Her influence over her son resembled the fascination of a snake: once within her reach he was unable to resist her; and when in their tete-a-tete she reproached him with ill-faith towards her, prophesied the overthrow of the Church, the desertion of his allies, the ruin of his throne, and finally announced her intention of hiding her head in her own hereditary estates in Auvergne, begging, as a last favour, that he would give his brother time to quit France instead of involving him in his own ruin, the poor young man’s whole soul was in commotion. His mother knew her strength, left the poison to work, and withdrew in displeasure to Monceaux, sure that, as in effect happened, he would not be long in following her, imploring her not to abandon him, and making an unconditional surrender of himself, his conscience, and his friends into her hands. Duplicity was so entirely the element of the court, that, even while thus yielding himself, it was as one checked, but continuing the game; he still continued his connection with the Huguenots, hoping to succeed in his aims by some future counter-intrigue; and his real hatred of the court policy, and the genuine desire to make common cause with them, served his mother’s purpose completely, since his cajolery thus became sincere. Her purpose was, probably, not yet formed. It was power that she loved, and hoped to secure by the intrigues she had played off all her life; but she herself was in the hands of an infinitely more bloodthirsty and zealous faction, who could easily accomplish their ends by working on the womanly terrors of an unscrupulous mind.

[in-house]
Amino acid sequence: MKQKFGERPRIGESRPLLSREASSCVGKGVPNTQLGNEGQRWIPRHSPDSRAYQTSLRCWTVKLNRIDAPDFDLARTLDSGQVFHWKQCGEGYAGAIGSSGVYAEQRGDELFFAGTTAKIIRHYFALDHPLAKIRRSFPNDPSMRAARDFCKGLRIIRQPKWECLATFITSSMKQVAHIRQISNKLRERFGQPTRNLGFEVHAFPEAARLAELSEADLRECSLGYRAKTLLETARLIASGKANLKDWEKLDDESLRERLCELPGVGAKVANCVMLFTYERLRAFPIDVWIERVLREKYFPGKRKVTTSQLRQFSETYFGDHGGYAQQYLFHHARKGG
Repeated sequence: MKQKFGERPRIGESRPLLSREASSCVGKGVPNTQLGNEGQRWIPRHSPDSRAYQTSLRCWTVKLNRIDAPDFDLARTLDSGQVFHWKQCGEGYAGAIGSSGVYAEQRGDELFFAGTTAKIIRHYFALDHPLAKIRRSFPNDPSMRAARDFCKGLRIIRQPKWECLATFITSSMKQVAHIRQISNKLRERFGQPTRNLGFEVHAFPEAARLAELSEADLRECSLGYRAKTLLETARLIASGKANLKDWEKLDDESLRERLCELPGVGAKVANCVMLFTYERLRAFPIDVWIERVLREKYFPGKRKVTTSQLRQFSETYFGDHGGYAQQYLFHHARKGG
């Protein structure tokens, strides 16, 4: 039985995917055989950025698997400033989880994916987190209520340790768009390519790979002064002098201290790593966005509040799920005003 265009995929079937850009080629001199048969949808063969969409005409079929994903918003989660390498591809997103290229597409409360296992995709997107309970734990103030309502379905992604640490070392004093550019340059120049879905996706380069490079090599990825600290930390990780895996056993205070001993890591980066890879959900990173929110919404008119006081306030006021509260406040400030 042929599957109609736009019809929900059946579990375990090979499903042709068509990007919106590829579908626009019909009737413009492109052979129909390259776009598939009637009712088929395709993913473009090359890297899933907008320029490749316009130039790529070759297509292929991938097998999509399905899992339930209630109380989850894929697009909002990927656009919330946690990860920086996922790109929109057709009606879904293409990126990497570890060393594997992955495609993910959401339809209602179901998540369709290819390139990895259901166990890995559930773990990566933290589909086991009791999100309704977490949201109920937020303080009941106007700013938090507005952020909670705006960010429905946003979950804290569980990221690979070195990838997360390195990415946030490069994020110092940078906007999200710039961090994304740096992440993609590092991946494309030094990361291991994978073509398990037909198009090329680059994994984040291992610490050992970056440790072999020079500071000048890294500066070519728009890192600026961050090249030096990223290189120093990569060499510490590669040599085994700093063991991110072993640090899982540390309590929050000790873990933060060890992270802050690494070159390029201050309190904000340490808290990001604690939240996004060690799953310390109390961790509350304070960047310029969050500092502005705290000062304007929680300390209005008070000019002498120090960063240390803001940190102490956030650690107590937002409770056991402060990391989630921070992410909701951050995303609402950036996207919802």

And trust me not at all or all in all.—TENNYSON
So extensive was the Louvre, so widely separated the different suites of apartments, that Diane and Eustacie had not met after the pall-mall party till they sat opposite to their several queens in the coach driving through the woods, the elder cousin curiously watching the eyes of the younger, so wistfully gazing at the window, and now and then rapidly winking as though to force back a rebellious tear.
The cousins had been bred up together in the convent at Bellaise, and had only been separated by Diane’s having been brought to court two years sooner than Eustacie. They had always been on very kindly, affectionate terms; Diane treating her little cousin with the patronage of an elder sister, and greatly contributing to shield her from the temptations of the court. The elder cousin was so much the more handsome, brilliant, and admired, that no notion of rivalry had crossed her mind; and Eustacie’s inheritance was regarded by her as reserved for her brother, and the means of aggradizement an prosperity for herself and her father. She looked upon the child as a sort of piece of property of the family, to be guarded and watched over for her brother; and